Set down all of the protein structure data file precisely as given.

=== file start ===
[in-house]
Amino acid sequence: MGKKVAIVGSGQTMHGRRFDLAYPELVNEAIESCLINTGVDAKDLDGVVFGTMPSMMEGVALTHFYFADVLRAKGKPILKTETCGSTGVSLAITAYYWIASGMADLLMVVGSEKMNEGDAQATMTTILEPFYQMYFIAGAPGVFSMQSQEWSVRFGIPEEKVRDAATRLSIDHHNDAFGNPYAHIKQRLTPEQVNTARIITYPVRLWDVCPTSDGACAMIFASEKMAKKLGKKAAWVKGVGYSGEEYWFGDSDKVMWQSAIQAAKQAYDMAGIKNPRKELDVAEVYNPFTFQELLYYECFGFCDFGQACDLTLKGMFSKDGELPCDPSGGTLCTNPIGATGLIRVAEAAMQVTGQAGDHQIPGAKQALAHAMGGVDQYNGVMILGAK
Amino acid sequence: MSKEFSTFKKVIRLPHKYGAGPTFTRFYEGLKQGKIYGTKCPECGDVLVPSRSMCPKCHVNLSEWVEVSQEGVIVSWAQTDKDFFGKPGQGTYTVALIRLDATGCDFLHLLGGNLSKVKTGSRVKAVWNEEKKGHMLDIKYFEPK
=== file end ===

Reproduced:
[in-house]
Amino acid sequence: MGKKVAIVGSGQTMHGRRFDLAYPELVNEAIESCLINTGVDAKDLDGVVFGTMPSMMEGVALTHFYFADVLRAKGKPILKTETCGSTGVSLAITAYYWIASGMADLLMVVGSEKMNEGDAQATMTTILEPFYQMYFIAGAPGVFSMQSQEWSVRFGIPEEKVRDAATRLSIDHHNDAFGNPYAHIKQRLTPEQVNTARIITYPVRLWDVCPTSDGACAMIFASEKMAKKLGKKAAWVKGVGYSGEEYWFGDSDKVMWQSAIQAAKQAYDMAGIKNPRKELDVAEVYNPFTFQELLYYECFGFCDFGQACDLTLKGMFSKDGELPCDPSGGTLCTNPIGATGLIRVAEAAMQVTGQAGDHQIPGAKQALAHAMGGVDQYNGVMILGAK
Amino acid sequence: MSKEFSTFKKVIRLPHKYGAGPTFTRFYEGLKQGKIYGTKCPECGDVLVPSRSMCPKCHVNLSEWVEVSQEGVIVSWAQTDKDFFGKPGQGTYTVALIRLDATGCDFLHLLGGNLSKVKTGSRVKAVWNEEKKGHMLDIKYFEPK